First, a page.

Cytomegalovirus (CMV) Infection
Charles Patrick Davis, MD, PhD
Dr. Charles "Pat" Davis, MD, PhD, is a board certified Emergency Medicine doctor who currently practices as a consultant and staff member for hospitals. He has a PhD in Microbiology (UT at Austin), and the MD (Univ. Texas Medical Branch, Galveston). He is a Clinical Professor (retired) in the Division of Emergency Medicine, UT Health Science Center at San Antonio, and has been the Chief of Emergency Medicine at UT Medical Branch and at UTHSCSA with over 250 publications.
- Cytomegalovirus (CMV) infection facts
- What is cytomegalovirus (CMV)?
- What causes cytomegalovirus infection?
- What are the risk factors for cytomegalovirus infection?
- How is cytomegalovirus transmitted?
- What are cytomegalovirus symptoms and signs?
- How do physicians diagnose cytomegalovirus infection?
- What is the treatment for cytomegalovirus infection?
- What is the prognosis of cytomegalovirus infection?
- What are complications of cytomegalovirus infection?
- Is it possible to prevent cytomegalovirus infection? Is there a CMV vaccine?
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Cytomegalovirus (CMV) infection facts
- CMV is a common virus (herpes virus family) and can infect anyone.
- CMV is spread by direct contact of body fluids such as saliva, blood, urine, semen, vaginal fluids, and breast milk.
- Most healthy people do not experience any symptoms when infected with CMV. However, in those with a weakened immune system, CMV can cause serious disease (blindness, hepatitis, or encephalitis, for example).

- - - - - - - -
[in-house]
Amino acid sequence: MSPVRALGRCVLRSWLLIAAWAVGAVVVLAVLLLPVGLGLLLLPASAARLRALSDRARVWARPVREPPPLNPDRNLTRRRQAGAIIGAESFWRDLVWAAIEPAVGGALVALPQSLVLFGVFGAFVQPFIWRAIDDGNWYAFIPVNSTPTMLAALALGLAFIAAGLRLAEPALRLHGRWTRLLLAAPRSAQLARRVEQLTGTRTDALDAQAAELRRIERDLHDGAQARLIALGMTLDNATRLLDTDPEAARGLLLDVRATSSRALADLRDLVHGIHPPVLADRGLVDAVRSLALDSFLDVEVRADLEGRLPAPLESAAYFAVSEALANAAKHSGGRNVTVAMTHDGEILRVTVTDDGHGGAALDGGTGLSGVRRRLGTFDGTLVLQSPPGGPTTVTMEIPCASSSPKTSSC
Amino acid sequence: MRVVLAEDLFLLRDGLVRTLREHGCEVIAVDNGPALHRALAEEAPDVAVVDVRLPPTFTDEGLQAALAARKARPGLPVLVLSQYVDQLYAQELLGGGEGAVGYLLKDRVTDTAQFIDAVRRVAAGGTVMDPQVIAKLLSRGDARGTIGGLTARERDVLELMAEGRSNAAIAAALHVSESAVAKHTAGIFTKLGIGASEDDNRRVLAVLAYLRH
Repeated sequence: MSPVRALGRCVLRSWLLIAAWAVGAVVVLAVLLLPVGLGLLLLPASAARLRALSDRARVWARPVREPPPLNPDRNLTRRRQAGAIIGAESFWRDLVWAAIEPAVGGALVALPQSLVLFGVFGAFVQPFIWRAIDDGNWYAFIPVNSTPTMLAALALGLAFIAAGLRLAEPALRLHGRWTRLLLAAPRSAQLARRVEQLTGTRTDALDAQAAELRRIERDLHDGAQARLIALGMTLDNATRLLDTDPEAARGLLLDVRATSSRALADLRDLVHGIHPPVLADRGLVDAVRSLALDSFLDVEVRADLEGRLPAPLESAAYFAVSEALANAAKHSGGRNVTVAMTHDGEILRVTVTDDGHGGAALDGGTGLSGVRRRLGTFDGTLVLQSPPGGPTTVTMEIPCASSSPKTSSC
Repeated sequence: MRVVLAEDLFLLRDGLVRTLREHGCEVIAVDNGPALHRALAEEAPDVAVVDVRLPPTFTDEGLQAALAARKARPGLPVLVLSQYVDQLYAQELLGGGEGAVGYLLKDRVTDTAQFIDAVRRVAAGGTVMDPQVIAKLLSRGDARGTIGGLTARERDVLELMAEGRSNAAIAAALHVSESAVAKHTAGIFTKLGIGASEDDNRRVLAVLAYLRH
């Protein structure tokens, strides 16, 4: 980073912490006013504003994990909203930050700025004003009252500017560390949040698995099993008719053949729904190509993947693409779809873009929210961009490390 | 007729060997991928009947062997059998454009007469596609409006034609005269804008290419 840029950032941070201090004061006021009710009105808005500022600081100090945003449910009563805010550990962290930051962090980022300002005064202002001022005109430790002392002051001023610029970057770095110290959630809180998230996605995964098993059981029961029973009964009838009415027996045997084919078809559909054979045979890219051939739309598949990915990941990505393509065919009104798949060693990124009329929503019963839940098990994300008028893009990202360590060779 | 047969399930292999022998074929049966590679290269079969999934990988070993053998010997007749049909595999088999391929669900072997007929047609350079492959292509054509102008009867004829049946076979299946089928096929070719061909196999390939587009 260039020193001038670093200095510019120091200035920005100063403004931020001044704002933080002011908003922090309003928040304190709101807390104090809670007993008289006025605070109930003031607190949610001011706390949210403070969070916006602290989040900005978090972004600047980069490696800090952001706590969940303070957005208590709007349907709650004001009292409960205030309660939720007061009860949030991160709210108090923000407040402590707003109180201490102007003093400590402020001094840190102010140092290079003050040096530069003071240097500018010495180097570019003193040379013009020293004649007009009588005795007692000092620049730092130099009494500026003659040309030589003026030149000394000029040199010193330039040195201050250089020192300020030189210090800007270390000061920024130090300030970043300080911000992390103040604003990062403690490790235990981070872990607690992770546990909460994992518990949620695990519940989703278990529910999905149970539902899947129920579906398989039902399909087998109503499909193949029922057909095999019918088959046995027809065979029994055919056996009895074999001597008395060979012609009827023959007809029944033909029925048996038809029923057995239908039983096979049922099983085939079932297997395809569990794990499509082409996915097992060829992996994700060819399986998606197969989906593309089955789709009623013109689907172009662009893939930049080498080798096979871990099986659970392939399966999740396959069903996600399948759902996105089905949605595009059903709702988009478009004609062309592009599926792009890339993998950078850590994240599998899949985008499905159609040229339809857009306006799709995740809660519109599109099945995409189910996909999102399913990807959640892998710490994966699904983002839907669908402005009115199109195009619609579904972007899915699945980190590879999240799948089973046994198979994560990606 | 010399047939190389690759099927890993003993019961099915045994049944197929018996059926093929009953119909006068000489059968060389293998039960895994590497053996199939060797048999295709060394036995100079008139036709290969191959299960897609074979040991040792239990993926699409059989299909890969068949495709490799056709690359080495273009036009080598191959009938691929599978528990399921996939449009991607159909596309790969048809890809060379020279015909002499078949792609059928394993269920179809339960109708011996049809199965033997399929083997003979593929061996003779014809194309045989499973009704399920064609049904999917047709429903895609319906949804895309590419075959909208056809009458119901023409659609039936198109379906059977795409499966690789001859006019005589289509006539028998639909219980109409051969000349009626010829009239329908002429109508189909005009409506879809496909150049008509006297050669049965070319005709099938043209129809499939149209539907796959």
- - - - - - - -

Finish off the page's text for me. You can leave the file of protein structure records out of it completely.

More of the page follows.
- As CMV spreads easily via any body fluid, breastfeeding, blood transfusions, organ transplants, and sexual contact are possible modes of transmission.
- Infants born to mothers infected with CMV during pregnancy may develop congenital CMV infection.
- Most healthy children and adults will recover from CMV infection without complications and do not require antiviral treatment.
- Health-care professionals diagnose CMV infections by culturing the virus from the infected individual or detecting antibodies CMV.
- Immunosuppressed individuals can develop CMV pneumonia, hepatitis, encephalitis, retinitis, seizures, and other problems.
- Antiviral treatments may improve the prognosis in some patients.
- There is no commercially available CMV vaccine.
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